53. The Bishop’s Wife (Linda Wallheim Mystery #1) by Mette Ivie Harrison, 2014
Linda Wallheim is a devout Mormon, the mother of five boys and the wife of a bishop. But Linda is increasingly troubled by her church’s structure and secrecy, especially as a disturbing situation takes shape in her ward. One cold winter night, a young wife and mother named Carrie Helm disappears, leaving behind everything she owns. Carrie’s husband, Jared, claims his wife has always been unstable and that she has abandoned the family, but Linda doesn’t trust him.
54. The Lincoln Myth (Cotton Malone #9) by Steve Berry, 2014
September 1861: All is not as it seems. With these cryptic words, a shocking secret passed down from president to president comes to rest in the hands of Abraham Lincoln. And as the first bloody clashes of the Civil War unfold, Lincoln alone must decide how best to use this volatile knowledge: save thousands of American lives, or keep the young nation from being torn apart forever? The present: In Utah, the fabled remains of Mormon pioneers whose nineteenth-century expedition across the desert met with a murderous end have been uncovered.
55. The Never-Open Desert Diner (Ben Jones #1) by James Anderson, 2015
Ben Jones lives a quiet, hardscrabble life, working as a trucker on Route 117, a little-travelled road in a remote region of the Utah desert which serves as a haven for fugitives and others looking to hide from the world. For many of the desert’s inhabitants, Ben’s visits are their only contact with the outside world, and the only landmark worth noting is a once-famous roadside diner that hasn’t opened in years. Ben’s routine is turned upside down when he stumbles across a beautiful woman named Claire playing a cello in an abandoned housing development.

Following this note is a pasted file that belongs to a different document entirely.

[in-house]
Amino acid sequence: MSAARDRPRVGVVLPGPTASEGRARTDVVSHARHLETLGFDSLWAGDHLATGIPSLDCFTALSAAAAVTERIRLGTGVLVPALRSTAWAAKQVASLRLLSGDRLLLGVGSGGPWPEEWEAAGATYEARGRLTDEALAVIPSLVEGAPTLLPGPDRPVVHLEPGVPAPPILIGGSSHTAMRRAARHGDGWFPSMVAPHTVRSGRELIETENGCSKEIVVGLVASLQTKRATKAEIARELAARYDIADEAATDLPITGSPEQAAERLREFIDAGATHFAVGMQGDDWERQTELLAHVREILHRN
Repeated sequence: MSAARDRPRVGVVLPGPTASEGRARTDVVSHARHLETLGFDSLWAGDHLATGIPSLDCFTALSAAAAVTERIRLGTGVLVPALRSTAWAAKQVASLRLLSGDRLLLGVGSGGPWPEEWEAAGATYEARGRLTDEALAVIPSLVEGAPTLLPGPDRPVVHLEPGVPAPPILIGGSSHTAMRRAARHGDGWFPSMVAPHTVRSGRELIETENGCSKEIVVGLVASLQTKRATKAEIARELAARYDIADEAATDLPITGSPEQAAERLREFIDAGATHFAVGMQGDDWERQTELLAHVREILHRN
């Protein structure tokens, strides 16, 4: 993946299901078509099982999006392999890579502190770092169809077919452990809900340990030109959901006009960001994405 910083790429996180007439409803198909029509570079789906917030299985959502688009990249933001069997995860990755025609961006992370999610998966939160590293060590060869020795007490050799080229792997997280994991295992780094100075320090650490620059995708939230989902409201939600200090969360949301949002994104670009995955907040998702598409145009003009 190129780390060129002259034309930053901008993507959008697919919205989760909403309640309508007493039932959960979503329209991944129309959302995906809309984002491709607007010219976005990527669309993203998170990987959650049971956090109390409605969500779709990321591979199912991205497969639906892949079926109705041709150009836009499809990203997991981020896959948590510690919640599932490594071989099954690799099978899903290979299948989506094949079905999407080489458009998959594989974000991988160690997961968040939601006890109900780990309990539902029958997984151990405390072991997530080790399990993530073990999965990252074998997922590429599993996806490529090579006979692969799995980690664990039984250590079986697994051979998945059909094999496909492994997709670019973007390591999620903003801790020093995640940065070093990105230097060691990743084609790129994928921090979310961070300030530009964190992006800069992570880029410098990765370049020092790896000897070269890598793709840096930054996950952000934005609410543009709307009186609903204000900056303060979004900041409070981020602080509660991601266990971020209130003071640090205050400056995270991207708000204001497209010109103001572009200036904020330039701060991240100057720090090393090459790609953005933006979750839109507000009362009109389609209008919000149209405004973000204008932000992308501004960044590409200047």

56. To Helvetica and Back (Dangerous Type Mystery #1) by Paige Shelton, 2016
Star City, Utah is known for its slopes and its powder. But nestled in the valley of this ski resort town is a side street full of shops that specialize in the simple charms of earlier eras. One of those shops is the Rescued Word, where Chester Henry and his adult granddaughter Clare lovingly repair old typewriters and restore old books. Who ever thought their quaint store would hold the key to some modern-day trouble?
57. The Desert Sky Before Us by Anne Valente, 2019
When Billie is released from a correctional facility in Decatur, her sister Rhiannon is there to meet her, even though the two haven’t seen each other in months. Painful secrets and numerous unspoken betrayals linger between them – but most agonizing is the sudden passing of their mother, a renowned paleontologist. Rhiannon and Billie must overcome their differences as they set off on a road trip west, following the breadcrumb-trail of their late mother’s scavenger hunt. The sisters know the trail will end in Utah at the famous Cleveland-Lloyd Quarry, where their mother spent her career.
What do you think of these books set in Utah?
Have you been to Utah? Do you call Utah home? Know some great books set in Utah that should be added to this list? What are your favorite books set in Utah? I’d love to hear more about your tips for books set in Utah in the comments below!
Looking for more reading ideas?
If you’re looking for more books set across the United States, check out some of these popular posts: